Research over a long period of time suggests that teacher quality above all other educational policy has the biggest impact on student learning. The following quote is from the AITSL website under the heading, The crucial role of the teacher – ‘The greatest resource in Australian schools is our teachers. They account for the vast majority of expenditure in school education and have the greatest impact on student learning, far outweighing the impact of any other education program or policy’.
Discussion has begun at Leadership around how we can structure teacher observations and processes at PBAS that allow for peer observation of our teaching in a way that is comfortable for staff & provides honest and targeted/useful feedback.
To help foster this discussion Leadership are trying to get Eudunda Area School to visit us in term 4 and explain how their classroom observation processes work (Clare High may also be a possibility). If these visits occur the purpose will not be to hold up any particular model as ‘the best’ but rather use them as starting points to generate discussion and ideas for our own model.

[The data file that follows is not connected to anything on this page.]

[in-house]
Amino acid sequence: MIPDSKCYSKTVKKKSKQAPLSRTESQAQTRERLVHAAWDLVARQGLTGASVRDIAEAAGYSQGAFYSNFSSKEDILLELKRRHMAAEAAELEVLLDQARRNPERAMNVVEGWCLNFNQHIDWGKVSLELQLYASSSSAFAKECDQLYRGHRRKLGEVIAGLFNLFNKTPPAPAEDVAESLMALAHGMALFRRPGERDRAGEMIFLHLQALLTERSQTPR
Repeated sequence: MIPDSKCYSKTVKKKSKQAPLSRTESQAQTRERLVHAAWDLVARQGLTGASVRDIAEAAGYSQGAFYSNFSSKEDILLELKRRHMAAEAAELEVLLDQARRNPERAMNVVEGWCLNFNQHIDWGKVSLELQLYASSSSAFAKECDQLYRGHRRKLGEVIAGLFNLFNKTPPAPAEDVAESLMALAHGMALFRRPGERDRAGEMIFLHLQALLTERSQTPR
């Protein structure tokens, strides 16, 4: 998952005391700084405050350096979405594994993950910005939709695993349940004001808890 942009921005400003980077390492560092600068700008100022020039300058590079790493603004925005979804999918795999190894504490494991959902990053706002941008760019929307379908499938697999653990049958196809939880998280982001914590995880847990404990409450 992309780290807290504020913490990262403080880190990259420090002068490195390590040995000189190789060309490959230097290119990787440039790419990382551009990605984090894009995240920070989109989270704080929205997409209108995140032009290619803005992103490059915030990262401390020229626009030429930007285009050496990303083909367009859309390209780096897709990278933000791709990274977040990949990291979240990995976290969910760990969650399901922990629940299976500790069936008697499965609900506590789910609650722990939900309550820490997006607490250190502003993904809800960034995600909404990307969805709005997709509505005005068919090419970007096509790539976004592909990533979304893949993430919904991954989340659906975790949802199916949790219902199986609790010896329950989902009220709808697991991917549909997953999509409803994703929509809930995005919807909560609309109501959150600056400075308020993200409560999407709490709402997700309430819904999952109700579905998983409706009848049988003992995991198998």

Some considerations to be discussed by Leadership and staff through the remainder of this year and into next include:
- Is this process part of the performance management system of the school (or separate)?
- Do we have a whole school focus for classroom observations i.e. TfEl 3.2 Foster deep understanding and skillful action or do teachers choose specific areas they would like to focus on?
- How will feedback be given i.e. informally, formally, notes, oral, video or a combination?
- Guidelines for observing teachers will need to be clear and easily understood.
- How will the observation proforma look and work? Needs to provide specific & useful feedback that is a easy to understand and use.
- How do we provide time for teachers to:
- meet with their observer prior to the observation
- be an observer for a colleague
- provide feedback from an observation session
- reflect and act on feedback provided by the observation?
An article Denise gave me called ‘The Gentle Art of Observation: a small schools approach to peer mentoring and observation’ (Uradila PS) has a statement at the end of the article that summed up their purpose for classroom observations.
The goal at our school is not to have homogenous teachers but teachers who can argue their teaching practice and can honestly say what they are doing is effective teaching.
I look forward to any feedback that staff may have at this point regarding classroom observations either directly or by commenting on this post. The benefit of commenting here is that your peers also get to read your thoughts and ideas which can only benefit the discussion.
Hopefully any observation process we develop at PBAS doesn’t generate the following emotion from staff.